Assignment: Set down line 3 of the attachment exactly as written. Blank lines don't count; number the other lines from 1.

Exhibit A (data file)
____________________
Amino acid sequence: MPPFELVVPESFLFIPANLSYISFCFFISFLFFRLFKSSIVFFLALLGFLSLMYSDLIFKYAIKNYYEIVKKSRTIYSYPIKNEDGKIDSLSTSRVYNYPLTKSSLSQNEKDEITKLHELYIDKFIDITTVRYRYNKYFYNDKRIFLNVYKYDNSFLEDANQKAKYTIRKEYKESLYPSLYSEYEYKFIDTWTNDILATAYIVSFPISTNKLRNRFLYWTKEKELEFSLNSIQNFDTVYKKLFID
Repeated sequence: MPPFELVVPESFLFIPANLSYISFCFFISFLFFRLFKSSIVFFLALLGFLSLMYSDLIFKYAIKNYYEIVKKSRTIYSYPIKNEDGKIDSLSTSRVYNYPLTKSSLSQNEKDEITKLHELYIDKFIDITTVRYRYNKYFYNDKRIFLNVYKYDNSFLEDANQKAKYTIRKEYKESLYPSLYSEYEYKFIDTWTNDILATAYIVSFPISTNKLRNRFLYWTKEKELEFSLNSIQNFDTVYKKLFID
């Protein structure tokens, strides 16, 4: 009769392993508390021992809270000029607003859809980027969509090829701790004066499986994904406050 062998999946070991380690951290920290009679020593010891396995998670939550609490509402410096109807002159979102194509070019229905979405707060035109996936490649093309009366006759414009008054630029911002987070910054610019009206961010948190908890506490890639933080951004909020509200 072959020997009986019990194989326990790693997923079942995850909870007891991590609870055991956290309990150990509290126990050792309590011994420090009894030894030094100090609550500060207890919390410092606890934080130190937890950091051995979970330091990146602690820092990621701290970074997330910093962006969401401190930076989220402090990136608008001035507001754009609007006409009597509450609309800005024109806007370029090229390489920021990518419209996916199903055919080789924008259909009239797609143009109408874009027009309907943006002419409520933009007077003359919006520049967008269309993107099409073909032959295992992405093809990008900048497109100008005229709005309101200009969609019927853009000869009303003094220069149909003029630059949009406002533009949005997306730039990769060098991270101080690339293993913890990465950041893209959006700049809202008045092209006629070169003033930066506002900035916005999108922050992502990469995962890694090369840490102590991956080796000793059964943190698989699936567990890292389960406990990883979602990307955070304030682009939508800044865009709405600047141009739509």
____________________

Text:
């Protein structure tokens, strides 16, 4: 009769392993508390021992809270000029607003859809980027969509090829701790004066499986994904406050 062998999946070991380690951290920290009679020593010891396995998670939550609490509402410096109807002159979102194509070019229905979405707060035109996936490649093309009366006759414009008054630029911002987070910054610019009206961010948190908890506490890639933080951004909020509200 072959020997009986019990194989326990790693997923079942995850909870007891991590609870055991956290309990150990509290126990050792309590011994420090009894030894030094100090609550500060207890919390410092606890934080130190937890950091051995979970330091990146602690820092990621701290970074997330910093962006969401401190930076989220402090990136608008001035507001754009609007006409009597509450609309800005024109806007370029090229390489920021990518419209996916199903055919080789924008259909009239797609143009109408874009027009309907943006002419409520933009007077003359919006520049967008269309993107099409073909032959295992992405093809990008900048497109100008005229709005309101200009969609019927853009000869009303003094220069149909003029630059949009406002533009949005997306730039990769060098991270101080690339293993913890990465950041893209959006700049809202008045092209006629070169003033930066506002900035916005999108922050992502990469995962890694090369840490102590991956080796000793059964943190698989699936567990890292389960406990990883979602990307955070304030682009939508800044865009709405600047141009739509």